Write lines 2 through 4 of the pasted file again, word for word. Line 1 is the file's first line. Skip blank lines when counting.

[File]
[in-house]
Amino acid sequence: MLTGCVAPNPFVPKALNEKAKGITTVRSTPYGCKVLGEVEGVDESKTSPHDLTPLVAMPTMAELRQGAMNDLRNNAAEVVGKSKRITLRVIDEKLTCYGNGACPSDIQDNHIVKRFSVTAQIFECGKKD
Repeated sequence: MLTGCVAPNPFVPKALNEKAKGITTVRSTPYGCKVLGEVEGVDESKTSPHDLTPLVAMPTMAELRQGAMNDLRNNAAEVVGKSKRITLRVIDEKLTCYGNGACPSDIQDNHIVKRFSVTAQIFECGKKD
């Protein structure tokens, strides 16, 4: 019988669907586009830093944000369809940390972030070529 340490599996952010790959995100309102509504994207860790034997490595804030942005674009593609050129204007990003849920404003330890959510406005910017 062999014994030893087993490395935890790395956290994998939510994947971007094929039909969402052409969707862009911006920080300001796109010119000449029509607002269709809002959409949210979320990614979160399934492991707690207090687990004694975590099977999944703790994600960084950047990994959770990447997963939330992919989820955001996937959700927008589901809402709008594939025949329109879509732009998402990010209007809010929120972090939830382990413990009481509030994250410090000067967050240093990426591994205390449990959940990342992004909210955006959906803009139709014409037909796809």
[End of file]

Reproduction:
Amino acid sequence: MLTGCVAPNPFVPKALNEKAKGITTVRSTPYGCKVLGEVEGVDESKTSPHDLTPLVAMPTMAELRQGAMNDLRNNAAEVVGKSKRITLRVIDEKLTCYGNGACPSDIQDNHIVKRFSVTAQIFECGKKD
Repeated sequence: MLTGCVAPNPFVPKALNEKAKGITTVRSTPYGCKVLGEVEGVDESKTSPHDLTPLVAMPTMAELRQGAMNDLRNNAAEVVGKSKRITLRVIDEKLTCYGNGACPSDIQDNHIVKRFSVTAQIFECGKKD
């Protein structure tokens, strides 16, 4: 019988669907586009830093944000369809940390972030070529 340490599996952010790959995100309102509504994207860790034997490595804030942005674009593609050129204007990003849920404003330890959510406005910017 062999014994030893087993490395935890790395956290994998939510994947971007094929039909969402052409969707862009911006920080300001796109010119000449029509607002269709809002959409949210979320990614979160399934492991707690207090687990004694975590099977999944703790994600960084950047990994959770990447997963939330992919989820955001996937959700927008589901809402709008594939025949329109879509732009998402990010209007809010929120972090939830382990413990009481509030994250410090000067967050240093990426591994205390449990959940990342992004909210955006959906803009139709014409037909796809």